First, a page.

Loose ends

Charles Wikner WIKNER at NACDH4.NAC.AC.ZA
Tue Oct 7 03:21:03 CDT 1997

In response to Vidyasankar Sundaresan <vidya at CCO.CALTECH.EDU>,
Jonathan Bricklin <brickmar at EARTHCOM.NET> wrote:

> As James's "data for an entire psychology of volition" shows:

It describes a beast in the field, not a human being.

> 1. Thoughts arise.

Indeed they do! But the question is: What observes the thoughts arising?
And where do the thoughts arise from?  And why those thoughts?

My thoughts tend to be in English; but others use a different language.
I tend to have certain thought patterns based upon my interests, aptitudes,
training, etc.; others are again different.  I infer from this that these
thgought patterns arise from (and are coloured by) the individual personal

It does not require much effort to notice that the _sort_ of thought that
arises is influenced by external circumstances.  For example, the thoughts
that arise when studying the scriptures have a different quality to those
that arise when studying Sanskrit grammar; and those are quite different
to the thoughts that arise when surrounded by a bevy of nubile young ladies!

So thoughts -- indeed, the whole of life -- is an interplay of external
circumstance (karma) and one's personal nature (samskaara).  [And hence
the teaching prescribes satsanga for the former and disciplines to refine
the latter.]

> 2. They have an impulsive power of their own, a direct link to our motor
> operations, and do not require a super added willforce to explain their
> efficacy. And

Thoughts have no power of their own at all -- only the power that you give
them.  No matter how powerful the thought may appear, if the attention is
directed elsewhere, the thought disappears.  For example, you arrive home
tired and all you want to do is go to bed, and then something arises that
really interests you (perhaps you are invited to a party), and all thought
of tiredness (and the tiredness itself) disappears.

Nor is there a direct link between thought and motor operations.  We have
all experienced _not_ lashing out (verbally or physically) when the mind
is enraged.  Between thought and deed is the opportunity to exercise a
little intelligence: if this opportunity is not used, then the link between
thought and physical expression does indeed become mechanical and automatic.
It is the old, old story: whatever you practice, you get good at.

> 3. The feeling of will and effort is derivable from the interplay between
> opposing thoughts.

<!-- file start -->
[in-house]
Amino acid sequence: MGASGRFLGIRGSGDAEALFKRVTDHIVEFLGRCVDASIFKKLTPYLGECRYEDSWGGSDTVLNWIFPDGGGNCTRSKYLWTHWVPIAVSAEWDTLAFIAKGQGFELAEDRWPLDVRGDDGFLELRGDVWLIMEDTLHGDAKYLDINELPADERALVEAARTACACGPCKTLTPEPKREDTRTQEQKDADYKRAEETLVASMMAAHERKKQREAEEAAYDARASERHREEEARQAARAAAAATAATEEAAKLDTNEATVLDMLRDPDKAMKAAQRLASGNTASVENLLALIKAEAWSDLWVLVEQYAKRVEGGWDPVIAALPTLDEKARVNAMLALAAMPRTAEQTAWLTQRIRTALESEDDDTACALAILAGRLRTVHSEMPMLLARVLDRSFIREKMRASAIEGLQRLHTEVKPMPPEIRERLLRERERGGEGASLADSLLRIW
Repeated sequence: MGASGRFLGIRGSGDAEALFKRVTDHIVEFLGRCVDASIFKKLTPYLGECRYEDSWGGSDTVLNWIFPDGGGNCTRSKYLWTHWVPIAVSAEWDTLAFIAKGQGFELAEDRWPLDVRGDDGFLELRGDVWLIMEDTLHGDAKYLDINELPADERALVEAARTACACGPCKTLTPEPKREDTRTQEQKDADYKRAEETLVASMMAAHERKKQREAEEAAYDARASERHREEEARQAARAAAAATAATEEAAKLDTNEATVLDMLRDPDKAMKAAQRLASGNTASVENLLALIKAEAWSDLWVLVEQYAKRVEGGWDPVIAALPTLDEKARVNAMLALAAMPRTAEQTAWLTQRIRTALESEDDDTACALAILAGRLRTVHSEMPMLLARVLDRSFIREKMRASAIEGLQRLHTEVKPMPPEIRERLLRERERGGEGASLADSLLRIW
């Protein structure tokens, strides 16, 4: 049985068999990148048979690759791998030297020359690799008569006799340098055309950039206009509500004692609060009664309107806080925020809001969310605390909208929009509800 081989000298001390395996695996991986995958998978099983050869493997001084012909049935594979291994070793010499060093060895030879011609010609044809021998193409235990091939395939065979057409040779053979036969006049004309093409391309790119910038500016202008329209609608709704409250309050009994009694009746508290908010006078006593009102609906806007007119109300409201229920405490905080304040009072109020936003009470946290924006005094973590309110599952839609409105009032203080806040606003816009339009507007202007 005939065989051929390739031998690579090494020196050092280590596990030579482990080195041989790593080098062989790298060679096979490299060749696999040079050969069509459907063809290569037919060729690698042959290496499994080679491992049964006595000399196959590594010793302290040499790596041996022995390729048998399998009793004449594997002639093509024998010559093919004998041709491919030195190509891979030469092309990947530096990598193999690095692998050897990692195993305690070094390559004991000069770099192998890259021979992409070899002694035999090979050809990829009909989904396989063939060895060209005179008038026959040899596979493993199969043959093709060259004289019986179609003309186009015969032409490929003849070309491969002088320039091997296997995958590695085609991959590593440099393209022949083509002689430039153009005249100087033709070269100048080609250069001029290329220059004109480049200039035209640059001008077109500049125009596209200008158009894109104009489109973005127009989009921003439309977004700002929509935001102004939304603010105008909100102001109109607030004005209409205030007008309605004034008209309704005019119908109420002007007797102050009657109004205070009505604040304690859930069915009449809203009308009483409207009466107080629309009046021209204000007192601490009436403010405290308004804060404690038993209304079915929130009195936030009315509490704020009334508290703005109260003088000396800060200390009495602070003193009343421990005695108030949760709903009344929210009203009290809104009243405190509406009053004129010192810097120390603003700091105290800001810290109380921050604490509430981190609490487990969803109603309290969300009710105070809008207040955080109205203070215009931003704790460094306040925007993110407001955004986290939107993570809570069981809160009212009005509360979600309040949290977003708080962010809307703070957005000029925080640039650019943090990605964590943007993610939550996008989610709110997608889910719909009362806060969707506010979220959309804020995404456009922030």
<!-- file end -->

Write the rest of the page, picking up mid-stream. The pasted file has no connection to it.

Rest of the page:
And which thought "wins" depends on the values attached to each thought:
this implies a decision -- what makes that decision?  Note that, in order
to decide, both thoughts must be observed -- which implies a measure of
detachment.  What is it that observes this "interplay between opposing

> > Nobody can doubt his/her own existence, whether in the waking or dream or
> > sleep state.
> So says Descartes, but surely you are not invoking the Cogito here?  He got
> it wrong, agreed?

No.  "Cogito ergo sum" (I think therefore I am) does not mean that "I am"
is an effect of thinking, but the exact opposite, that thinking is an effect
of "I am".  Hence thought -- or more correctly, the awareness of thought --
is inferential proof of the existence of the observer of the thought.

> > I would like to reiterate that where there is conventional reality,
> > including the conventional jIva, there is both fate and free will.
> In no reality can there be both fate and free will.

Why not?  If fate is one's inner nature together with outer circumstances,
why should the interplay between these two be entirely mechanical?  Why not
bring a little intelligence to bear on the situation?  It is possible to
_respond_ to circumstance, and not merely _react_.

This application of intelligence is called free will.  It is of course,
circumscribed: no amount of flapping your arms wil enable you to fly, but
it has allowed man to discover the physical laws governing flight and to
apply them to develop the aeroplane.

> > Where the absolute is known, there is neither fate nor will. There is no need to
> > bias one's judgment and raise either fate or will to an absolute level.
> Free will has, for me, the status of an illusory existent. The _non_-reality
> of free will is not a bias of one's judgment but a
> conclusion based upon introspection.

What came to a conclusion?


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